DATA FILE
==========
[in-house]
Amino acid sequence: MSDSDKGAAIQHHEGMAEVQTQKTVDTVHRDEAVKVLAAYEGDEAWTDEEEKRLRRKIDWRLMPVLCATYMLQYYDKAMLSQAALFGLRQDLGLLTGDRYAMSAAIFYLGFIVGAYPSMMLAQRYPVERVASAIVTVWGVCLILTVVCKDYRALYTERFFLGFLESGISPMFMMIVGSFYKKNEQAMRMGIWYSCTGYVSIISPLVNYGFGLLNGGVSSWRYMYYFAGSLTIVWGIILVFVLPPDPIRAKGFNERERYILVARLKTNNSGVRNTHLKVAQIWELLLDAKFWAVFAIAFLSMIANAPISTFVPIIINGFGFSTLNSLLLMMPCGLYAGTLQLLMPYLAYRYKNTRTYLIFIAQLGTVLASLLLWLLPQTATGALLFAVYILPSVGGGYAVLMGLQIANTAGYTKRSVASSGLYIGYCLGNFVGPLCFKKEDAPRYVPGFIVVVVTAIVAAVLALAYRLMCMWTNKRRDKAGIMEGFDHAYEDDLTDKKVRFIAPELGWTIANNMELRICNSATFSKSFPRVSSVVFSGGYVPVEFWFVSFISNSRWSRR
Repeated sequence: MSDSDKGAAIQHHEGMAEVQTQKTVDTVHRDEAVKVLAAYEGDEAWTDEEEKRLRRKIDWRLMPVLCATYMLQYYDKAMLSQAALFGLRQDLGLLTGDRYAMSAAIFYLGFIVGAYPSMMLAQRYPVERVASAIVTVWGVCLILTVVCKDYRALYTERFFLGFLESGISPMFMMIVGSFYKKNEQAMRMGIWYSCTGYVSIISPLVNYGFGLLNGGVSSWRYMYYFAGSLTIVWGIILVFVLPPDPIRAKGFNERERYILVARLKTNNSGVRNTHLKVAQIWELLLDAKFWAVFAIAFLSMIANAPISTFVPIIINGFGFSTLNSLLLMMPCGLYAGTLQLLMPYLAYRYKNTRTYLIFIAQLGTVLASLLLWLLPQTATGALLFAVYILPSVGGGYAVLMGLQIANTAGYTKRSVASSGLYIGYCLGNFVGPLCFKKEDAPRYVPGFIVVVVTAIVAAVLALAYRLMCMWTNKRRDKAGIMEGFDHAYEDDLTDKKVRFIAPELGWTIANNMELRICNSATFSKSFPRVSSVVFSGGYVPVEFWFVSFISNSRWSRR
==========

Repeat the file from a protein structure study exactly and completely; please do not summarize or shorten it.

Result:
[in-house]
Amino acid sequence: MSDSDKGAAIQHHEGMAEVQTQKTVDTVHRDEAVKVLAAYEGDEAWTDEEEKRLRRKIDWRLMPVLCATYMLQYYDKAMLSQAALFGLRQDLGLLTGDRYAMSAAIFYLGFIVGAYPSMMLAQRYPVERVASAIVTVWGVCLILTVVCKDYRALYTERFFLGFLESGISPMFMMIVGSFYKKNEQAMRMGIWYSCTGYVSIISPLVNYGFGLLNGGVSSWRYMYYFAGSLTIVWGIILVFVLPPDPIRAKGFNERERYILVARLKTNNSGVRNTHLKVAQIWELLLDAKFWAVFAIAFLSMIANAPISTFVPIIINGFGFSTLNSLLLMMPCGLYAGTLQLLMPYLAYRYKNTRTYLIFIAQLGTVLASLLLWLLPQTATGALLFAVYILPSVGGGYAVLMGLQIANTAGYTKRSVASSGLYIGYCLGNFVGPLCFKKEDAPRYVPGFIVVVVTAIVAAVLALAYRLMCMWTNKRRDKAGIMEGFDHAYEDDLTDKKVRFIAPELGWTIANNMELRICNSATFSKSFPRVSSVVFSGGYVPVEFWFVSFISNSRWSRR
Repeated sequence: MSDSDKGAAIQHHEGMAEVQTQKTVDTVHRDEAVKVLAAYEGDEAWTDEEEKRLRRKIDWRLMPVLCATYMLQYYDKAMLSQAALFGLRQDLGLLTGDRYAMSAAIFYLGFIVGAYPSMMLAQRYPVERVASAIVTVWGVCLILTVVCKDYRALYTERFFLGFLESGISPMFMMIVGSFYKKNEQAMRMGIWYSCTGYVSIISPLVNYGFGLLNGGVSSWRYMYYFAGSLTIVWGIILVFVLPPDPIRAKGFNERERYILVARLKTNNSGVRNTHLKVAQIWELLLDAKFWAVFAIAFLSMIANAPISTFVPIIINGFGFSTLNSLLLMMPCGLYAGTLQLLMPYLAYRYKNTRTYLIFIAQLGTVLASLLLWLLPQTATGALLFAVYILPSVGGGYAVLMGLQIANTAGYTKRSVASSGLYIGYCLGNFVGPLCFKKEDAPRYVPGFIVVVVTAIVAAVLALAYRLMCMWTNKRRDKAGIMEGFDHAYEDDLTDKKVRFIAPELGWTIANNMELRICNSATFSKSFPRVSSVVFSGGYVPVEFWFVSFISNSRWSRR